“No blisters, nothing,” said Anthony Serena, a podiatrist.

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In the early mornings, Cactus makes his rounds at the runners’ tents, posing for photographs and rolling over for belly rubs. Then he trots easily to the front of the starting line and takes off with the pack as AC/DC’s “Highway to Hell” blares over the loudspeakers.

“Lots of runners are nervous in the morning, but he was pretty casual,” Meghan Hicks of Moab, Utah, who won the women’s race at the Marathon des Sables in 2013, said of Tuesday’s stage. “I think he was channeling the spirit of the day.”

Cactus joined the race Monday, near a checkpoint at the Erg Chebbi, where runners entered a sea of dunes for 8 miles of exhausting undulations. Well, exhausting for nearly everyone but Cactus.

“That dog was a beast; he ran right past me, and I couldn’t keep up,” said Theo Holzapfel, a runner from London. “I kept following his footprints; I figured he knew where the hard sand was.”

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On Tuesday, Stephen Homesy of Washington strayed from the line that most runners were taking through an area of small dunes and a dry valley, then began to wonder, “Am I headed to nowhere?”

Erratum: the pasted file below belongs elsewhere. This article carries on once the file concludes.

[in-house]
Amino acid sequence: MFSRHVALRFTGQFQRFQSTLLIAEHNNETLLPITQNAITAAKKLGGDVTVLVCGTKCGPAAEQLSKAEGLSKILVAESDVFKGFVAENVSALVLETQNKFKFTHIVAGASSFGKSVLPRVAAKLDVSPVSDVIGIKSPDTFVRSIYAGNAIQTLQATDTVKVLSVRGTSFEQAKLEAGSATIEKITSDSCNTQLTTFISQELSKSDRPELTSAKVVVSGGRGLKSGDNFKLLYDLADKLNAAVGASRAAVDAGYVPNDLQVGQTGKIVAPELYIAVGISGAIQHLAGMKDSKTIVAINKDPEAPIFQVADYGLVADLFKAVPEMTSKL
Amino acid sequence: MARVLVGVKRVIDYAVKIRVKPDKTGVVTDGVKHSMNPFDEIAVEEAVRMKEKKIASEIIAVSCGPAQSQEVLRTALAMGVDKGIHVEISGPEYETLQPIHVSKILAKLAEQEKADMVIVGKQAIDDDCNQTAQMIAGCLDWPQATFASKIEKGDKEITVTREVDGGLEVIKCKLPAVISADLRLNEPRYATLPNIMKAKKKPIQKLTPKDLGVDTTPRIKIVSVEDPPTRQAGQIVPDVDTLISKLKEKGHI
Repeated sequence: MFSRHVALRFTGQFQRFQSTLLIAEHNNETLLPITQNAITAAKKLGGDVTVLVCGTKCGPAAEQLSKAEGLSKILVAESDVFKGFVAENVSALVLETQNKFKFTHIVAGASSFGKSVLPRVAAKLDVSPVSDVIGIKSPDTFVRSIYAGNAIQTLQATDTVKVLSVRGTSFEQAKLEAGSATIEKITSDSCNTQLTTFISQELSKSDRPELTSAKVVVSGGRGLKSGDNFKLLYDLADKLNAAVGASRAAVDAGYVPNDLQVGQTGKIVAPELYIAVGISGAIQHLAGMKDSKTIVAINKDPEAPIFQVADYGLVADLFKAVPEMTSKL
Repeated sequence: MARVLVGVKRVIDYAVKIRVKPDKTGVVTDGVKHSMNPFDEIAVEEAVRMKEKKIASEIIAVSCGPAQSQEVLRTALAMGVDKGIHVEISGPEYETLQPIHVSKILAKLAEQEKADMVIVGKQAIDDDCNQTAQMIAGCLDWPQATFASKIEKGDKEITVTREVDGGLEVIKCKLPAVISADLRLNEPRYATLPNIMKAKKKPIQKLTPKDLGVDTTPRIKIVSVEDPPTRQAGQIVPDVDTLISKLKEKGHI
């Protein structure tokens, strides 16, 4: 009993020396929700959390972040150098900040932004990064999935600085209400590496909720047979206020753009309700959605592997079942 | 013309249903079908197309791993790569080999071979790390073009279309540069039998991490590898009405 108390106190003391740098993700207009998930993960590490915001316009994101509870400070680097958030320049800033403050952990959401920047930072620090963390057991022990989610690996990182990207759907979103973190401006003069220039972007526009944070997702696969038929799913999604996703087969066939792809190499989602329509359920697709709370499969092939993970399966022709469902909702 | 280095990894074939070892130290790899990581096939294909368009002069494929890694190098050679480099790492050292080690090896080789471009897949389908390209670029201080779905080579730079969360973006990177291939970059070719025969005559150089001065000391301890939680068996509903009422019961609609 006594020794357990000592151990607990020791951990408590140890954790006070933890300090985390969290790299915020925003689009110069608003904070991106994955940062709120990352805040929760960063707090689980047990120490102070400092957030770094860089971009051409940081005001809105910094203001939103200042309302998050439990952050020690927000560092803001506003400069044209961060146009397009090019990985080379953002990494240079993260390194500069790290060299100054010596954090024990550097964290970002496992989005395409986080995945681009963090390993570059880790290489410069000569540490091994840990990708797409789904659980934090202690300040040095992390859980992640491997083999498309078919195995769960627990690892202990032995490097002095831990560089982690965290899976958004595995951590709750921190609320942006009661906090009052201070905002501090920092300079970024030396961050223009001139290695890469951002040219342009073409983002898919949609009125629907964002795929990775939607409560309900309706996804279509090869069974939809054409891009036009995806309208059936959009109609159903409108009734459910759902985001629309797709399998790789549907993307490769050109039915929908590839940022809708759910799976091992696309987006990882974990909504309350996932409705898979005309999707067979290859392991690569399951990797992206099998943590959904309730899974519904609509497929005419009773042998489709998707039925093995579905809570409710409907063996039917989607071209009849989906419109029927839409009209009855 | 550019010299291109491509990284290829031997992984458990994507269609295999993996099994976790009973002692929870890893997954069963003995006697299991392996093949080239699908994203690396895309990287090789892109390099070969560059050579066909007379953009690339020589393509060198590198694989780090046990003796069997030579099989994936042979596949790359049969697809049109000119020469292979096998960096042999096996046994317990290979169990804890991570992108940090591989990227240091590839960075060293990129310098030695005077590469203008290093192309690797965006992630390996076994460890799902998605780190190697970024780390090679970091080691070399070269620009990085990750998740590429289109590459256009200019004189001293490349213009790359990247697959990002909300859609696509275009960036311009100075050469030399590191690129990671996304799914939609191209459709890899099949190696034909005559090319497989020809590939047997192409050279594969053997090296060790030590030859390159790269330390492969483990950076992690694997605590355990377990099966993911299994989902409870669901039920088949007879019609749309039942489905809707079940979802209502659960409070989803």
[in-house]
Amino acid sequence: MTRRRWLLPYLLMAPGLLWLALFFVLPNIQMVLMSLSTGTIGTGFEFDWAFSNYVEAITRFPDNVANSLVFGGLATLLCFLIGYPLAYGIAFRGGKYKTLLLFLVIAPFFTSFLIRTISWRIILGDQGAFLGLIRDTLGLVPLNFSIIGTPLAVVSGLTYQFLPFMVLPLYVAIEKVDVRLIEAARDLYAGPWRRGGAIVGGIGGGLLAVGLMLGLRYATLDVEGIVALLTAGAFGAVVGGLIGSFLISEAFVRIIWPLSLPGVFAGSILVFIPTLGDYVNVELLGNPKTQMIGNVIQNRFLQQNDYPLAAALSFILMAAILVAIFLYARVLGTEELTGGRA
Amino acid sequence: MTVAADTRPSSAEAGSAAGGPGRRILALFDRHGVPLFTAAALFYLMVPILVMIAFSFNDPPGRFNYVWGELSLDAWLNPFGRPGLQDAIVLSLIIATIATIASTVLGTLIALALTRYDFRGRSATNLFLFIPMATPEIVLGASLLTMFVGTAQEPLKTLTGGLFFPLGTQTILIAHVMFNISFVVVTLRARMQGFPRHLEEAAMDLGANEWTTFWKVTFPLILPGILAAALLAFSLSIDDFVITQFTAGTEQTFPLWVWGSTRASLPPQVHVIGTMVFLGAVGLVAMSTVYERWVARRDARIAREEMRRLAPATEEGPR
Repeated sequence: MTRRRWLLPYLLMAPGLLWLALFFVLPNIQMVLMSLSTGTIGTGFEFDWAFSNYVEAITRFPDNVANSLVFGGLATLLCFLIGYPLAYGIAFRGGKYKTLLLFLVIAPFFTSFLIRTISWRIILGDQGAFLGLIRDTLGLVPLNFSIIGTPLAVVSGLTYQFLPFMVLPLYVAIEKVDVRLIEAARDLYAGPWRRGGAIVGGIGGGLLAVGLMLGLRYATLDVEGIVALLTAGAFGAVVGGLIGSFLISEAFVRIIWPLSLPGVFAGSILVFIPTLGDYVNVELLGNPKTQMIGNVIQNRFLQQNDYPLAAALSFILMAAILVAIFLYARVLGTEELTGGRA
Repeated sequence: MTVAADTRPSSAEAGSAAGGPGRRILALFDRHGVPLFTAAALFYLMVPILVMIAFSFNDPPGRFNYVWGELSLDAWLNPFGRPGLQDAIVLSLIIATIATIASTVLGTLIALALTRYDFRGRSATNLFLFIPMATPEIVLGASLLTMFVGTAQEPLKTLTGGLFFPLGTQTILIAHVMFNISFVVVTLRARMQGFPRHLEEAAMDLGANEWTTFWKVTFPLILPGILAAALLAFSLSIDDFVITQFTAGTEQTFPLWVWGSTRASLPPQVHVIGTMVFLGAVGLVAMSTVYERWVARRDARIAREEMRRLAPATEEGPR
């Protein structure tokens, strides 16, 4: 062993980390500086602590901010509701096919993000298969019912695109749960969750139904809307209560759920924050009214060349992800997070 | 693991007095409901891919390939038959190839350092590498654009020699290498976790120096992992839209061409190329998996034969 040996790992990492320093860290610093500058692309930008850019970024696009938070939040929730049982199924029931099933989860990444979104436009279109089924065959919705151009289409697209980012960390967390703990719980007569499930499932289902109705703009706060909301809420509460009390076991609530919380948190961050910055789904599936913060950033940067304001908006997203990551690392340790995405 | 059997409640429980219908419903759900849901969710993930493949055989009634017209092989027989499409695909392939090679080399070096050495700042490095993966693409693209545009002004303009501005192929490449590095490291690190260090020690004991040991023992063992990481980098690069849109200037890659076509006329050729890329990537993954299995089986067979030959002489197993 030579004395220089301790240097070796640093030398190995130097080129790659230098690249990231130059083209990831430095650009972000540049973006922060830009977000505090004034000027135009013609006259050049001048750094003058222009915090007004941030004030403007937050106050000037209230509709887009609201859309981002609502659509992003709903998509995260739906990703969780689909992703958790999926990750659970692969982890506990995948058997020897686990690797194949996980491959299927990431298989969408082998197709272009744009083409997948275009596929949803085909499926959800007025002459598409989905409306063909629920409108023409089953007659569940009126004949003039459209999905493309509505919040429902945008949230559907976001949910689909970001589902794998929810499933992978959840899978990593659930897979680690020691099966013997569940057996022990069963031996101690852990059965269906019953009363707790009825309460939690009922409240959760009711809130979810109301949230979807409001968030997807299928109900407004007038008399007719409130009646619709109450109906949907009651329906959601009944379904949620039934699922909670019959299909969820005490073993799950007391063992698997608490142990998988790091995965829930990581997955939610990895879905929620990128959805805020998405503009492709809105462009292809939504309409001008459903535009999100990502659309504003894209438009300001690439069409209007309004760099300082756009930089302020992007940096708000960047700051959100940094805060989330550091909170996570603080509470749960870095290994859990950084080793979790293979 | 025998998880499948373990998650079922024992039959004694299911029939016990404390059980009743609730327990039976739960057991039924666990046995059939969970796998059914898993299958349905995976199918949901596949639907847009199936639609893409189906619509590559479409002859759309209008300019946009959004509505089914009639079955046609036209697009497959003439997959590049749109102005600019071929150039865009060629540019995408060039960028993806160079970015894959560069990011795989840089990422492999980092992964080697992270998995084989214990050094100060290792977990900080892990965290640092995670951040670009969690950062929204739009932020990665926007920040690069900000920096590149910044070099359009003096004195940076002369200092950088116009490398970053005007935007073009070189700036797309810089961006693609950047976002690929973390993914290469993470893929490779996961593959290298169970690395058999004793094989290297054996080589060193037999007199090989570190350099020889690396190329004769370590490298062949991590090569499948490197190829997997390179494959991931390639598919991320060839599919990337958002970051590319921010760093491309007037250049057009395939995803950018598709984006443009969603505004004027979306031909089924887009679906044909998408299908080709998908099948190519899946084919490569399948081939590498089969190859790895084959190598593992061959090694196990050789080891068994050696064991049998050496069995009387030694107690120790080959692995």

Suddenly, Cactus appeared, and Homesy followed, steered back on course.

“I don’t know why I followed, but it seemed to be a sign that he knew where he was going,” Homesy said.

Technically, Cactus failed to pay his hefty entry fee of about $3,500. And he is fresher than other runners, having skipped the first stage.

“He’s fast, but he has four legs, not two,” said Emmanuel Lamarle, a race spokesman.

Still, Valentin Campagnie, an official race photographer, placed a medal around Cactus’s neck after Tuesday’s stage. And Cactus did what every marathon runner does with his medal: walked around to show it off.

“He’s unbelievable,” Campagnie said of Cactus’ running ability. “His heart is little, not like a big human heart.”

Some were concerned about Cactus before Wednesday’s brutally long stage of 47.4 miles.

At a checkpoint after 16 miles, Cactus vomited slightly, then laid down in the shade of a military truck for a half-hour in the building heat. He seemed to drink little or none of the water placed at his side. But he then got up and continued on his way, seeming fresh at the finish hours later as temperatures cooled significantly in the dark.

“No one has seen anything like this,” said Mohamed Ouhassou, a Berber and driver who has ferried journalists during the Marathon des Sables since 2004.

In the Berber culture, Ouhassou said, dogs are viewed as workers to guard goats and other animals, not as pets. If organizers of the Marathon des Sables were Moroccan instead of French, Cactus would likely have been shooed off the course days ago, Ouhassou said.

Instead, his whereabouts is relayed during each stage with great anticipation.

“Maybe next year,” said Hassan Taouchikht, another driver, “all the runners will bring their dogs.”